From the Doctor’s Desk

Glycemic Index

We know instinctively that 100 calories of Blue Bell ice cream is going to affect our weight differently than 100 calories of lean chicken breast. The reason why is centered around the concept of glycemic index. Glycemic Index is an important medical concept in understanding how different foods affect our ability to gain and lose weight. Our body can only use sugar (glucose) as an energy source. Everything we eat must become sugar in our bloodstream in order for our bodies to use it for energy. Simply put, glycemic index is a relative scale of how fast the food we eat becomes sugar in our bloodstream. “High” glycemic index foods such as sugary soft drinks and ice cream cause blood sugar levels to rise rapidly. On the other end of the spectrum, proteins (animal and vegetable) are “low” glycemic index foods. It takes time and energy for our body to convert the protein we eat into sugar in the bloodstream – a process called gluconeogenesis. The slower a food becomes sugar in our bloodstream – lower glycemic index – the longer our body has to use that sugar for current energy needs. The faster a food becomes sugar in our bloodstream – higher glycemic index – the more likely our body will simply store those calories as fat. This storage process happens rapidly, which explains why such foods are rarely satisfying- we are hungry again in no time. So, always try to center your meals and snacks around lower glycemic index foods.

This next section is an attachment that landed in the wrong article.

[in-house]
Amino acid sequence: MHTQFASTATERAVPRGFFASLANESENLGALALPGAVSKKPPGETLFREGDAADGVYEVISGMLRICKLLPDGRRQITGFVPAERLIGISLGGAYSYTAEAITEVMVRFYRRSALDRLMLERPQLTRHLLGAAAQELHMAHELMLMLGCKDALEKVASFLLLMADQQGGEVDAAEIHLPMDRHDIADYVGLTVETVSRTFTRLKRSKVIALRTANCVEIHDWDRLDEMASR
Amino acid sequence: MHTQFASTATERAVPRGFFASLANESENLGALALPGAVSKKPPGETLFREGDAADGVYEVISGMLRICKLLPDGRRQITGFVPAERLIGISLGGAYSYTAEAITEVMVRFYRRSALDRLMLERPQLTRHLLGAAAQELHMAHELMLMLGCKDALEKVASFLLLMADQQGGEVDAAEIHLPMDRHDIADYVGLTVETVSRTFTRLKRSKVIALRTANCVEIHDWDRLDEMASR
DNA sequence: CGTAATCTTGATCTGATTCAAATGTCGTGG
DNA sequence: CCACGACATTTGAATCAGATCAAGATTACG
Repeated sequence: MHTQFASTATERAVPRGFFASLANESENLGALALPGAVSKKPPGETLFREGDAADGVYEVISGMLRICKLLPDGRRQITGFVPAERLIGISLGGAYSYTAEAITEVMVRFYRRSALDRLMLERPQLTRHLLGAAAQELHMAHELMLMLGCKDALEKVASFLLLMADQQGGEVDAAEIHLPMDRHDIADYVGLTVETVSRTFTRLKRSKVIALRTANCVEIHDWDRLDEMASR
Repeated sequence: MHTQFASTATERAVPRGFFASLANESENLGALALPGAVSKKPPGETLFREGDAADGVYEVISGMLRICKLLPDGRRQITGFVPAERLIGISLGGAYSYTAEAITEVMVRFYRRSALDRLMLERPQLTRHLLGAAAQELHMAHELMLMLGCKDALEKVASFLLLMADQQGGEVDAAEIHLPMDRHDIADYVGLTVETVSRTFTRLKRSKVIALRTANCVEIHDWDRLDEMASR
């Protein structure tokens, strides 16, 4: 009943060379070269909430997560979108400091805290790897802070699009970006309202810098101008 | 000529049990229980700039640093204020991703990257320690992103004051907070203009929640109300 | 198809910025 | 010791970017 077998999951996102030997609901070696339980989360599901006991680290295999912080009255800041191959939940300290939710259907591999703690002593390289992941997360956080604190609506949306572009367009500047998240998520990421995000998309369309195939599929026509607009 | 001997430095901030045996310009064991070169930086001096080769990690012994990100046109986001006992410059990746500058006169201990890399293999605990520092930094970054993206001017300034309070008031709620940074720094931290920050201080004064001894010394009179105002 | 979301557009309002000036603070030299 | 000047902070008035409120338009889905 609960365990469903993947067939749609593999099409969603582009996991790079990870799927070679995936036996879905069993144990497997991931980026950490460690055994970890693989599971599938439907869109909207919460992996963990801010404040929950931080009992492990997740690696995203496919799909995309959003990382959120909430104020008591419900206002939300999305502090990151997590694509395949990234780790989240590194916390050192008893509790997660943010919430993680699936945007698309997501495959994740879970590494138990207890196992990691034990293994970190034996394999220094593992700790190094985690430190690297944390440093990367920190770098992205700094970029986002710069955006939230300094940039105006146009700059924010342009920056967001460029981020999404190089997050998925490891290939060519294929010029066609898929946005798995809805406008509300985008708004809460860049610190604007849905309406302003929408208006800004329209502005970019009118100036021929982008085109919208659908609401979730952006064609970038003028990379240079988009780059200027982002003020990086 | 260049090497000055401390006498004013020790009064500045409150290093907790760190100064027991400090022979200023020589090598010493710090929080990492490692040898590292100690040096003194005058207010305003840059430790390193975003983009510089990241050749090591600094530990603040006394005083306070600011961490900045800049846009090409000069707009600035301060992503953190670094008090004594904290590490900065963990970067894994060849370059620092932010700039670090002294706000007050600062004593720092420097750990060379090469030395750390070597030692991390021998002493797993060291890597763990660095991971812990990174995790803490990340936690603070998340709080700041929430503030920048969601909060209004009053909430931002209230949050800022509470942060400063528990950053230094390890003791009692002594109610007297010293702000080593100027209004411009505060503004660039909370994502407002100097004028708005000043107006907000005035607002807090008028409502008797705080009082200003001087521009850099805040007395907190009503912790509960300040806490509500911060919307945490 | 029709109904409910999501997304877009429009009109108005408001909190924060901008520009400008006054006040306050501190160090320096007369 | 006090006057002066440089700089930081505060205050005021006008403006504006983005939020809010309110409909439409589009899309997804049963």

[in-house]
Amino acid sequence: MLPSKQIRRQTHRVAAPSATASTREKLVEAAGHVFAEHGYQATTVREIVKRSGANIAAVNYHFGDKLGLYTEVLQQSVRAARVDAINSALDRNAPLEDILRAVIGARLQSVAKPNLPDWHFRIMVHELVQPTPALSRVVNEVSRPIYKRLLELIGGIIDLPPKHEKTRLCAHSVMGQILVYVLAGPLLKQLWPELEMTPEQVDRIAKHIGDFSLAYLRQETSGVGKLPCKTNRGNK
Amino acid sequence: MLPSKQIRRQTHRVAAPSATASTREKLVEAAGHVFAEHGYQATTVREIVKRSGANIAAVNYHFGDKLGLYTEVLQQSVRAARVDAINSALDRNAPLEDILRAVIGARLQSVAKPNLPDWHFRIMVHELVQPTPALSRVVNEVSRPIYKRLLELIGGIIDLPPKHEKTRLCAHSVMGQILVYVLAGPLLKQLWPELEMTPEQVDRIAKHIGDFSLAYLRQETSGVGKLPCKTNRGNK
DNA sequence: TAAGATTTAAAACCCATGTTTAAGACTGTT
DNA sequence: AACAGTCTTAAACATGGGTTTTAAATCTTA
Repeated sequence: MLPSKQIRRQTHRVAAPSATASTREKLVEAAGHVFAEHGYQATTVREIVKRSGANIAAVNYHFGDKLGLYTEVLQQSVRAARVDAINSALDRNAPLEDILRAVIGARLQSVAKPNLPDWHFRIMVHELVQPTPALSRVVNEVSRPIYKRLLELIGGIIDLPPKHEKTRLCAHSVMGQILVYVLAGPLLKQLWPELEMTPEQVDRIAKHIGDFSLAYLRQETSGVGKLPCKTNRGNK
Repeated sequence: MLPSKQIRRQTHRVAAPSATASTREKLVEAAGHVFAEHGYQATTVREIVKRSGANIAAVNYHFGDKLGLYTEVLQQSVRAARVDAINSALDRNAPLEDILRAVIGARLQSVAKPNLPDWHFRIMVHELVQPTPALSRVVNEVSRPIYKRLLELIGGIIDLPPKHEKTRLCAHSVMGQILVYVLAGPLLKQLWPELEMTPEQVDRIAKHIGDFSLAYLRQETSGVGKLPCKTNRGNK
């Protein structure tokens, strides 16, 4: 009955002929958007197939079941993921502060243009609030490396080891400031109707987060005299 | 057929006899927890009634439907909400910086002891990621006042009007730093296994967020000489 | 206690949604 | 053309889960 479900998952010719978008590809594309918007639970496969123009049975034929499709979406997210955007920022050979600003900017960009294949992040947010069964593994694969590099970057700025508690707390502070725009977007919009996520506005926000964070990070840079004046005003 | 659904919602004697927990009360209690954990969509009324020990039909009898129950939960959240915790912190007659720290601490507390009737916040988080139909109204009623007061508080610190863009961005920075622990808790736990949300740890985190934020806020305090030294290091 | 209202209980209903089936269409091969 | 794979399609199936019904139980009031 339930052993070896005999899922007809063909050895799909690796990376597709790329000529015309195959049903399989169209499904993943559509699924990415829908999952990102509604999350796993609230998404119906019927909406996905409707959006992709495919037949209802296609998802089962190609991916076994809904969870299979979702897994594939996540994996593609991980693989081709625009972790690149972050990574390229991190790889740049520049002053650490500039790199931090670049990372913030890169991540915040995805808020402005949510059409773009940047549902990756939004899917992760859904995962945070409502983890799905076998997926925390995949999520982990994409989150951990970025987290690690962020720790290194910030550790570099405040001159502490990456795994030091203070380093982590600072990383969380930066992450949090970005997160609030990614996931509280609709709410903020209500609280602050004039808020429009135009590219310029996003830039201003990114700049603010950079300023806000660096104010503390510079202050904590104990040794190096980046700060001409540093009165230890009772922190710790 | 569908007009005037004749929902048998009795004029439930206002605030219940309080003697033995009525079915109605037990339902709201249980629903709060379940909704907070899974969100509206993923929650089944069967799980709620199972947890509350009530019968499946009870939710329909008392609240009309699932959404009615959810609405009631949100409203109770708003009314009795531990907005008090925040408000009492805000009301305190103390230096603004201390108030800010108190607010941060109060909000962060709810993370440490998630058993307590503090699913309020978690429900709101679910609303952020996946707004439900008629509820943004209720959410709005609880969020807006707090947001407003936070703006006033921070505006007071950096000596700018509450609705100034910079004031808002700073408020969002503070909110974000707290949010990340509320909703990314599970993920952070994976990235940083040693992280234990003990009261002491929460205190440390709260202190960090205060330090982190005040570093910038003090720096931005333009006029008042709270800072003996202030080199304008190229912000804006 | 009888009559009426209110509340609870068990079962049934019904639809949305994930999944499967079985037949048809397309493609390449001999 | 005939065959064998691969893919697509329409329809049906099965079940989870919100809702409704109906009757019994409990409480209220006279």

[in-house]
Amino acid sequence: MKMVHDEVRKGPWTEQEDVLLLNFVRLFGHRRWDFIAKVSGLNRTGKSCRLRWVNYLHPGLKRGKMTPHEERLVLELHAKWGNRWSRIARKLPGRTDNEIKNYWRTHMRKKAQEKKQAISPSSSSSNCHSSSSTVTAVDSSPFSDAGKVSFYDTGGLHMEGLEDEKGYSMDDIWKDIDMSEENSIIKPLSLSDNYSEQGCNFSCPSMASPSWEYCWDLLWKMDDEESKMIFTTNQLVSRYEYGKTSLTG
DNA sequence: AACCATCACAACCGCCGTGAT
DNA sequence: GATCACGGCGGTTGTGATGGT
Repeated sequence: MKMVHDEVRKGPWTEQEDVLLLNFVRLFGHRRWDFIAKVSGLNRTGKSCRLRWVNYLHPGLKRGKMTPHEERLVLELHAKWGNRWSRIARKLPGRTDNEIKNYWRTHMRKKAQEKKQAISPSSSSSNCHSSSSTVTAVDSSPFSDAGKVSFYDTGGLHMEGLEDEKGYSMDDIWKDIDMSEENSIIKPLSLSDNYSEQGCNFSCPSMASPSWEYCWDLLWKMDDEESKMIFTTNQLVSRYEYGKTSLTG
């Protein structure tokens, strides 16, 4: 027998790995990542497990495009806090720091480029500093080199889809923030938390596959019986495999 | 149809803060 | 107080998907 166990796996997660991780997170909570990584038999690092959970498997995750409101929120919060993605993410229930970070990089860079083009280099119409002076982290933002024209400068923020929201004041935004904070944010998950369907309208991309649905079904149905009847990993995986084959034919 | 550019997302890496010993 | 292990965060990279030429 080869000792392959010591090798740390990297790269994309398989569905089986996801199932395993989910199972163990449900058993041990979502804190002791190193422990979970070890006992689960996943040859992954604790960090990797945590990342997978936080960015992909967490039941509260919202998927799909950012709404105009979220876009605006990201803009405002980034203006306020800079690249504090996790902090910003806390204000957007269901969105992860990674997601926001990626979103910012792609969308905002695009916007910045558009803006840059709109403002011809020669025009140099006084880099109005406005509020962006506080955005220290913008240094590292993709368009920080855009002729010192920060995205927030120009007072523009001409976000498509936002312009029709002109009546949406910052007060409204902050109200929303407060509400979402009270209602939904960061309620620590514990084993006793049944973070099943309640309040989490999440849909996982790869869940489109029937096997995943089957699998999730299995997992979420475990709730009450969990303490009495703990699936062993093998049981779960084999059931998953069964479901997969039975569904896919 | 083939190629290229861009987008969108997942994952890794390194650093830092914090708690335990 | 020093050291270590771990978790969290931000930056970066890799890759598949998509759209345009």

Dr. Michele Cavenee

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